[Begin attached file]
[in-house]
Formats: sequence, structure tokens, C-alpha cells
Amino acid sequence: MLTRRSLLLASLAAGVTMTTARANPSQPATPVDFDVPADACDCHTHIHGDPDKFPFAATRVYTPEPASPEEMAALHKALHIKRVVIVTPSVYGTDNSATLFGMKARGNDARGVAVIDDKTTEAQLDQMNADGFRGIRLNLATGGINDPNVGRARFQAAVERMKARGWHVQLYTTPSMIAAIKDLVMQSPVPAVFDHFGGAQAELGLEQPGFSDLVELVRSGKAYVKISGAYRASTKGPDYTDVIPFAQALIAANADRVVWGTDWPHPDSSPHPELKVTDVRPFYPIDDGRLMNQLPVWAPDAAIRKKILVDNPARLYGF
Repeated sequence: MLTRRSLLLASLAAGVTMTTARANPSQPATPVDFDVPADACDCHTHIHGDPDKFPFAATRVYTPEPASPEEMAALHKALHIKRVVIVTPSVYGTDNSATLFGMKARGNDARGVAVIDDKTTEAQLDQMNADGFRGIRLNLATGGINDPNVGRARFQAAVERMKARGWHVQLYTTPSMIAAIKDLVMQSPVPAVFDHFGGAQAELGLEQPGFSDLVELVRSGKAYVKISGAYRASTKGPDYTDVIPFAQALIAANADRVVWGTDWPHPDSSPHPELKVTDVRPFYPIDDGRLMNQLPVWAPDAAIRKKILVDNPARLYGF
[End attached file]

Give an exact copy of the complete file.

[in-house]
Formats: sequence, structure tokens, C-alpha cells
Amino acid sequence: MLTRRSLLLASLAAGVTMTTARANPSQPATPVDFDVPADACDCHTHIHGDPDKFPFAATRVYTPEPASPEEMAALHKALHIKRVVIVTPSVYGTDNSATLFGMKARGNDARGVAVIDDKTTEAQLDQMNADGFRGIRLNLATGGINDPNVGRARFQAAVERMKARGWHVQLYTTPSMIAAIKDLVMQSPVPAVFDHFGGAQAELGLEQPGFSDLVELVRSGKAYVKISGAYRASTKGPDYTDVIPFAQALIAANADRVVWGTDWPHPDSSPHPELKVTDVRPFYPIDDGRLMNQLPVWAPDAAIRKKILVDNPARLYGF
Repeated sequence: MLTRRSLLLASLAAGVTMTTARANPSQPATPVDFDVPADACDCHTHIHGDPDKFPFAATRVYTPEPASPEEMAALHKALHIKRVVIVTPSVYGTDNSATLFGMKARGNDARGVAVIDDKTTEAQLDQMNADGFRGIRLNLATGGINDPNVGRARFQAAVERMKARGWHVQLYTTPSMIAAIKDLVMQSPVPAVFDHFGGAQAELGLEQPGFSDLVELVRSGKAYVKISGAYRASTKGPDYTDVIPFAQALIAANADRVVWGTDWPHPDSSPHPELKVTDVRPFYPIDDGRLMNQLPVWAPDAAIRKKILVDNPARLYGF